New curriculum for Anderson

The revamped programme has at its heart flexibility for students and a focus on employer expectations

In an acknowledgement that one size does not fit all, from September MBA students at Anderson School of Management at UCLA will be able to customise their programme to suit their career objectives.

Following in-depth research and close consultation with employers the school has redesigned its full-time MBA programme - both the core and the electives - so that it focuses on both student flexibility and employer expectations, or becomes what the dean Judy Olian describes as “market facing”.

The revised curriculum will allow first year students to decide when they will study marketing, finance and strategy as well as incorporating separate classes in leadership and communication early into the programme. During their second year students can opt to take courses in marketing, finance or consulting or a custom track for those with “unique interests”. These tracks will be complemented by certificate programmes in areas of interest including sustainability, real estate and entertainment.

Students also take part in a 20-week client project, acting as consultants to companies.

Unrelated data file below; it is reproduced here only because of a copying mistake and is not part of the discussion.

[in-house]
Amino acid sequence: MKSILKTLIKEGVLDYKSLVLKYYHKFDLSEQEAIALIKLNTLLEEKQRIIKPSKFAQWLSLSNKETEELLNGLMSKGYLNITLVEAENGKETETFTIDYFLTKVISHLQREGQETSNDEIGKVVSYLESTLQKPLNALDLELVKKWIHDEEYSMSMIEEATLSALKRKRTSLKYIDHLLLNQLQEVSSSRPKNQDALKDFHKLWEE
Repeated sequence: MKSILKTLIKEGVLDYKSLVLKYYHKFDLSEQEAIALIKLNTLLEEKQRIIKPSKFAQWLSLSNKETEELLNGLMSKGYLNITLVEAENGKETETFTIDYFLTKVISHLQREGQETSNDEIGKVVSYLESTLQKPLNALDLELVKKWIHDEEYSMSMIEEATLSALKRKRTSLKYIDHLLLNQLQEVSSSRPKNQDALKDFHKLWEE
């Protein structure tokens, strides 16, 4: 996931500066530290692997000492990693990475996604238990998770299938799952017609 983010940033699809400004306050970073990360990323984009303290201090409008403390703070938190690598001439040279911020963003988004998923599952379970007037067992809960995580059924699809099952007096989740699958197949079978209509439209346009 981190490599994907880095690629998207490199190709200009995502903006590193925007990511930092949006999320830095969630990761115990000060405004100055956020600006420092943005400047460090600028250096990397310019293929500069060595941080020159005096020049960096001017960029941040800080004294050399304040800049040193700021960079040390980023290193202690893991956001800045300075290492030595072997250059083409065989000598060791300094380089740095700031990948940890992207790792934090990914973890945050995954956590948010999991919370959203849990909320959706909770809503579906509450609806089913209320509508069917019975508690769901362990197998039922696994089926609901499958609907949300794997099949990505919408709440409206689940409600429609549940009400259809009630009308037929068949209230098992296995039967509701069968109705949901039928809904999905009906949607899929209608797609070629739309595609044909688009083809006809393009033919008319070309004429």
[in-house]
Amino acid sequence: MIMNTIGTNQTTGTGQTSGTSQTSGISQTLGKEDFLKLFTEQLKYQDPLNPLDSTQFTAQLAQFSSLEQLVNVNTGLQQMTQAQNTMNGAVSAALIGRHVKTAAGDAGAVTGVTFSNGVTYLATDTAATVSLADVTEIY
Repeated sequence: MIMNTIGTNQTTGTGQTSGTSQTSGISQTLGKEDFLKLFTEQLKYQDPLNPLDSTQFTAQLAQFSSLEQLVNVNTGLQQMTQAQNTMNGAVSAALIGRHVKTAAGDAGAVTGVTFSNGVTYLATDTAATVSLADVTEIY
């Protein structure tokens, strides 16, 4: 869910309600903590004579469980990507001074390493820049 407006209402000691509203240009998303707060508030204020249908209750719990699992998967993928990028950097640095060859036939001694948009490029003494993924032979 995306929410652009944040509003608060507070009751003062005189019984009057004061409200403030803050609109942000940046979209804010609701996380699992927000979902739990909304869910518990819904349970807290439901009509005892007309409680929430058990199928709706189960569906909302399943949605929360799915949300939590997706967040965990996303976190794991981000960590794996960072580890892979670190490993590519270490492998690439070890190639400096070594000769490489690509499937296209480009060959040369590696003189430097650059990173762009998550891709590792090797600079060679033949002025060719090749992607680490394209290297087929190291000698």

“Employers expect MBA graduates to be ready, from day one, to add value to their organisations,” says Prof Olian.

The revamp she adds, will mean that the redesigned curriculum will be closely aligned to students’ career interests, so that on graduation students will enter the job market as experts in their chosen field.

Anderson is not the first school to take a long hard look at its curriculum. Last year its Californian neighbour Haas at Berkeley overhauled its core curriculum under the leadership of the then new dean Richard Lyons. Sweeping changes were announced that emphasised experiential learning, creativity, problem-solving and experimentation. And Sunil Kumar, who has recently taken the helm at Chicago Booth also has his eye on the school’s curriculum, suggesting that Booth extend its core strengths of finance and economics to include further academic strengths such as organisational behaviour.

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